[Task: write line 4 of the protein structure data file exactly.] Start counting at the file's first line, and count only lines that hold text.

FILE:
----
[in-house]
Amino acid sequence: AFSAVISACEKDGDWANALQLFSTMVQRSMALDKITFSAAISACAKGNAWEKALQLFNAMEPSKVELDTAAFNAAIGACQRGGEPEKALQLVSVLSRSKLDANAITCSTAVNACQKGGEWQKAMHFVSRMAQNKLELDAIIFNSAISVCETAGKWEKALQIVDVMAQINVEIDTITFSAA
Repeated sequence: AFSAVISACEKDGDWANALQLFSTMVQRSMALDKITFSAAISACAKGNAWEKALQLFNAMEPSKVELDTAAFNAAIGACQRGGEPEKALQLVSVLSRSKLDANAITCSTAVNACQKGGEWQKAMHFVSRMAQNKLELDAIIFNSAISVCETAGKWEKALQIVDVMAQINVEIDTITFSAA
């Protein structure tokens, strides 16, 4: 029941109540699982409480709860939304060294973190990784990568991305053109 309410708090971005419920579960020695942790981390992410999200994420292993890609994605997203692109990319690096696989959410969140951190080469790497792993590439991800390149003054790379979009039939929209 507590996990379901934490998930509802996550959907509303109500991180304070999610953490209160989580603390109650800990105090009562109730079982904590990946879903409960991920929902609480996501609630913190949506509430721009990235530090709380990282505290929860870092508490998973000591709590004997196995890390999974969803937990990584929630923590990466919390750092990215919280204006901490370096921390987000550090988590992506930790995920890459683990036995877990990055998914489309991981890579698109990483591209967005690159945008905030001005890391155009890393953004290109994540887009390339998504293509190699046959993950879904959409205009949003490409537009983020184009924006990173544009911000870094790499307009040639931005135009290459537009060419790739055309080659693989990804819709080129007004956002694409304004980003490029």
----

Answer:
């Protein structure tokens, strides 16, 4: 029941109540699982409480709860939304060294973190990784990568991305053109 309410708090971005419920579960020695942790981390992410999200994420292993890609994605997203692109990319690096696989959410969140951190080469790497792993590439991800390149003054790379979009039939929209 507590996990379901934490998930509802996550959907509303109500991180304070999610953490209160989580603390109650800990105090009562109730079982904590990946879903409960991920929902609480996501609630913190949506509430721009990235530090709380990282505290929860870092508490998973000591709590004997196995890390999974969803937990990584929630923590990466919390750092990215919280204006901490370096921390987000550090988590992506930790995920890459683990036995877990990055998914489309991981890579698109990483591209967005690159945008905030001005890391155009890393953004290109994540887009390339998504293509190699046959993950879904959409205009949003490409537009983020184009924006990173544009911000870094790499307009040639931005135009290459537009060419790739055309080659693989990804819709080129007004956002694409304004980003490029």